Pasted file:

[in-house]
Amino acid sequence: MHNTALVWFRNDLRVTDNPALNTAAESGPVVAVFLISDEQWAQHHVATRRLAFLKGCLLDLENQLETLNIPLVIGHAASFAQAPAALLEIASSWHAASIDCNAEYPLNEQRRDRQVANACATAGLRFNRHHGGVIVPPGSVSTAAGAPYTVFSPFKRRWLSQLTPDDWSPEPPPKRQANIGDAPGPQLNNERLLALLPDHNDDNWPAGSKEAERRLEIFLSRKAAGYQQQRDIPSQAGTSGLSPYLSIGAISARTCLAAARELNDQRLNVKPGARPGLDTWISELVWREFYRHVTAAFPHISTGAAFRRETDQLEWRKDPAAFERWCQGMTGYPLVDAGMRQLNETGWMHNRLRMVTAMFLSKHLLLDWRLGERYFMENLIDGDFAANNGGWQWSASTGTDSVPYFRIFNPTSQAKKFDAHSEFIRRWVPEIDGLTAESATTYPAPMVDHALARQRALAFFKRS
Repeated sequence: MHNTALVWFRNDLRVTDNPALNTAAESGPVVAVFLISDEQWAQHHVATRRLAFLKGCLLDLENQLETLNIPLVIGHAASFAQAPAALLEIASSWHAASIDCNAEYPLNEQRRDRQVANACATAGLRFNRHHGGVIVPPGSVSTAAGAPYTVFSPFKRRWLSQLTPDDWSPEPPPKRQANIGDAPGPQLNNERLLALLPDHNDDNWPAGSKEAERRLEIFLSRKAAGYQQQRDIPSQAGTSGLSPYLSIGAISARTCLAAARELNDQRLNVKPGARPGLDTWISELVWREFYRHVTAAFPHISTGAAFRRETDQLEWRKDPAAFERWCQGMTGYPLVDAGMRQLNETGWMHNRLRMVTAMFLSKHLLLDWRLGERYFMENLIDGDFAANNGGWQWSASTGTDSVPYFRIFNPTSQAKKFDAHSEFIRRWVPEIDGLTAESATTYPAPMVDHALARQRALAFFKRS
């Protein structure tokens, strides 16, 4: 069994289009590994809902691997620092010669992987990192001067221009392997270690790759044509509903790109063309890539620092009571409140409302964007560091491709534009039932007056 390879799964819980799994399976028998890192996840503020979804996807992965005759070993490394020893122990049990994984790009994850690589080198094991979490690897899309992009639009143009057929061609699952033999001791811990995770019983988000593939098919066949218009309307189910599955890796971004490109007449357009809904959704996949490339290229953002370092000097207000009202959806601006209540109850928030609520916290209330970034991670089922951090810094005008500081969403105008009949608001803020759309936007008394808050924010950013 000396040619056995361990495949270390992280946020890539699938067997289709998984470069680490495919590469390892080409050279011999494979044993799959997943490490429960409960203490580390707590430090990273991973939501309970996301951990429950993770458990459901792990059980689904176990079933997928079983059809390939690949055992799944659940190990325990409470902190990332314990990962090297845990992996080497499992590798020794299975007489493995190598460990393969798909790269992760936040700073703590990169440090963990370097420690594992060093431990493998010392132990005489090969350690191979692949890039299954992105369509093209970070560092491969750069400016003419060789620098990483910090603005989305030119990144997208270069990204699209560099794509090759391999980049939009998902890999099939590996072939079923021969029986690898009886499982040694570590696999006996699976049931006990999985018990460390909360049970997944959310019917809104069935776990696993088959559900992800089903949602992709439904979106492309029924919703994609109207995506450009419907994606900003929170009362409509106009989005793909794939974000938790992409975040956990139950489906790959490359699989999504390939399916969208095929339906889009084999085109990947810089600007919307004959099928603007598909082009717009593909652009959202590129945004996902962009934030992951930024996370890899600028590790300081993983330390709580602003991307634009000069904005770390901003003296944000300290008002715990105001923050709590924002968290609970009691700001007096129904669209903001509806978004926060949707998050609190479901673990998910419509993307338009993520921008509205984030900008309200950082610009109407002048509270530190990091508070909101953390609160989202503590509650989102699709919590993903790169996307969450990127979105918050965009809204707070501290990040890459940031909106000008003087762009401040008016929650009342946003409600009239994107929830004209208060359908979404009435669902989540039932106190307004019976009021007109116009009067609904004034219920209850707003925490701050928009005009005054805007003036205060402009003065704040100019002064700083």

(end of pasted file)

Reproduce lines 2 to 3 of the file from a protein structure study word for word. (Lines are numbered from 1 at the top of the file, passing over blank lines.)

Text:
Amino acid sequence: MHNTALVWFRNDLRVTDNPALNTAAESGPVVAVFLISDEQWAQHHVATRRLAFLKGCLLDLENQLETLNIPLVIGHAASFAQAPAALLEIASSWHAASIDCNAEYPLNEQRRDRQVANACATAGLRFNRHHGGVIVPPGSVSTAAGAPYTVFSPFKRRWLSQLTPDDWSPEPPPKRQANIGDAPGPQLNNERLLALLPDHNDDNWPAGSKEAERRLEIFLSRKAAGYQQQRDIPSQAGTSGLSPYLSIGAISARTCLAAARELNDQRLNVKPGARPGLDTWISELVWREFYRHVTAAFPHISTGAAFRRETDQLEWRKDPAAFERWCQGMTGYPLVDAGMRQLNETGWMHNRLRMVTAMFLSKHLLLDWRLGERYFMENLIDGDFAANNGGWQWSASTGTDSVPYFRIFNPTSQAKKFDAHSEFIRRWVPEIDGLTAESATTYPAPMVDHALARQRALAFFKRS
Repeated sequence: MHNTALVWFRNDLRVTDNPALNTAAESGPVVAVFLISDEQWAQHHVATRRLAFLKGCLLDLENQLETLNIPLVIGHAASFAQAPAALLEIASSWHAASIDCNAEYPLNEQRRDRQVANACATAGLRFNRHHGGVIVPPGSVSTAAGAPYTVFSPFKRRWLSQLTPDDWSPEPPPKRQANIGDAPGPQLNNERLLALLPDHNDDNWPAGSKEAERRLEIFLSRKAAGYQQQRDIPSQAGTSGLSPYLSIGAISARTCLAAARELNDQRLNVKPGARPGLDTWISELVWREFYRHVTAAFPHISTGAAFRRETDQLEWRKDPAAFERWCQGMTGYPLVDAGMRQLNETGWMHNRLRMVTAMFLSKHLLLDWRLGERYFMENLIDGDFAANNGGWQWSASTGTDSVPYFRIFNPTSQAKKFDAHSEFIRRWVPEIDGLTAESATTYPAPMVDHALARQRALAFFKRS